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Indians erase three quarters of massive deficit, never fully recover, lose 10-6 to Twins

Where did the party go?

Lonnie doubles to cut Minnesota's lead to 8-6
Lonnie doubles to cut Minnesota's lead to 8-6
Ken Blaze-USA TODAY Sports

Cleveland Indians 6, Minnesota Twins 10

Box Score

Indians fall to 60-44


Carlos "Noah" Carrasco started Tuesday’s game off smoothly, hitting 97-98 mph in an effortless first inning.

Things changed in the third inning, unfortunately, when Minnesota scored 4 off Carrasco. It went like this: Double, Homer, Double, Homer†.

† Max Kepler, again. I hate that this guy is in our division.

This continued and continued. You’re not going to want to hear this, but we miss Yan Gomes. A lot.

Roberto Perez caught 28 games while Yan missed time last season (Apr 14–May 23) and I seem to remember us having similar conversations about the starting staff starting to struggle.

Carlos Santana broke up the shutout with a 2-run homer in the 5th. He has broken out of his mini slump in dramatic fashion.

The hit parade continued, as Francisco Lindor had 3 hits again and leads the league in such games.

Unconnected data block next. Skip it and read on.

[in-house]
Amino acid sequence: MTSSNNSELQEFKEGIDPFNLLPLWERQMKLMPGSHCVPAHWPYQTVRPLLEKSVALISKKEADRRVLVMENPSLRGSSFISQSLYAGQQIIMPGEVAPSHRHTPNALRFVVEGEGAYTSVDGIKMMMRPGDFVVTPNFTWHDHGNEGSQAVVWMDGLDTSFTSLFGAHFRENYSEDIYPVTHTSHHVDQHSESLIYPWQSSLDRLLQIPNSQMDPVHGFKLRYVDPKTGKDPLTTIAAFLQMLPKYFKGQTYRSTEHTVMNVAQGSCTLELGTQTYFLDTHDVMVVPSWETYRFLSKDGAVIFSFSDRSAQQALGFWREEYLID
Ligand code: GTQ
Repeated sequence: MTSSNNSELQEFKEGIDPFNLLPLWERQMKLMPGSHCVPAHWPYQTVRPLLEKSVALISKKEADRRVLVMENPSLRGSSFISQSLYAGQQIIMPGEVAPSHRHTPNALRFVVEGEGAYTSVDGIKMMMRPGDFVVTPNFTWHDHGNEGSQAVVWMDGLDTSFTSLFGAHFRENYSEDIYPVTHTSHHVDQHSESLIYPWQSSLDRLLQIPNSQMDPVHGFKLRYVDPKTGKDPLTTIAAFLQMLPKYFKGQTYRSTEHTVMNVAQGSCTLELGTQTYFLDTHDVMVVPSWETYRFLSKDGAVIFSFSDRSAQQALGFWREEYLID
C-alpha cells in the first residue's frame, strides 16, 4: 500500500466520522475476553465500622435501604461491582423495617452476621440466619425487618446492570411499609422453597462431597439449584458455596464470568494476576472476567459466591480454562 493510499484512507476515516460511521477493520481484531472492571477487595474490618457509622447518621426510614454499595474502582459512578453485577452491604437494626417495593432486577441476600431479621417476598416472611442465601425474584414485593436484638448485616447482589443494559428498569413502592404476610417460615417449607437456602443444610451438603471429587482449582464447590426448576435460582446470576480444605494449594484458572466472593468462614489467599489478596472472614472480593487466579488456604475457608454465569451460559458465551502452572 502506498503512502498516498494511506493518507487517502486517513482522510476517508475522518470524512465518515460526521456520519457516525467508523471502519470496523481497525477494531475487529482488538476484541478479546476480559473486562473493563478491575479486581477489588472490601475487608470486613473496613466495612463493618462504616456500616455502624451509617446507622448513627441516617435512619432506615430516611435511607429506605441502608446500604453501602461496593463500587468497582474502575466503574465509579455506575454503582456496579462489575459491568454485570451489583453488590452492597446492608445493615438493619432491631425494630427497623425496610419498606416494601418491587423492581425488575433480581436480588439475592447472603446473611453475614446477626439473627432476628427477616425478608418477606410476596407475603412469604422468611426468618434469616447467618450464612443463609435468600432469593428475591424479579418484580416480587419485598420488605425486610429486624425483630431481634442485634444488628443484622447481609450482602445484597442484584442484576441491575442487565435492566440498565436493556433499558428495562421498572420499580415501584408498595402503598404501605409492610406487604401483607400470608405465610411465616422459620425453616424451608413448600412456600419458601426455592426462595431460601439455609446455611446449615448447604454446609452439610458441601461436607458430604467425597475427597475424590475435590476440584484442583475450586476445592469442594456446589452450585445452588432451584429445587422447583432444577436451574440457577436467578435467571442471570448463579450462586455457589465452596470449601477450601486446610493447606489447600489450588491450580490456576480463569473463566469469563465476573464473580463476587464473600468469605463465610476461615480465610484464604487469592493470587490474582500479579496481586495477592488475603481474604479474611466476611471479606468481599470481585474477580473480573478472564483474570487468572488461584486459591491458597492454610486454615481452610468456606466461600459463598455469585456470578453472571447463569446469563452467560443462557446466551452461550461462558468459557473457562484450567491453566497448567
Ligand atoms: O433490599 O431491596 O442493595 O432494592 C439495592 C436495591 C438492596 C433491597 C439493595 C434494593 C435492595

As Kyle Gibson was preoccupied with Lindor at first base in the 5th, Mike Napoli homered for his 4th straight game. Fours were wild: The blast traveled 444 feet.

Gibson fell apart fast and couldn’t turn an 8-0 lead into a #PitcherWin, as a Lonnie Chisenhall double knocked him out of the game before he could pitch 5 innings. The Twins did lead 8-6 after that inning, though.

The scored stayed 8-6 for a while until Terry Francona bizarrely decided to bring Human Launching Pad Austin Adams into the ballgame.

Twins 10, Indians 6.

Random observations

• I don’t even know what Polanco’s first name is, but I wish he’d stop hitting

• Austin Adams pitched after a scoreless Cody Allen appearance. That’s strange. Just as strange, Shawn Armstrong remains in AAA.

• At one point during this game, Abe Almonte was 7 for his last 14 at the plate. Decent.

• The Tigers won again. Be worried.

• I’m sure the Indians’ shallow outfield defense is backed up by data, but it’s cost us as of late.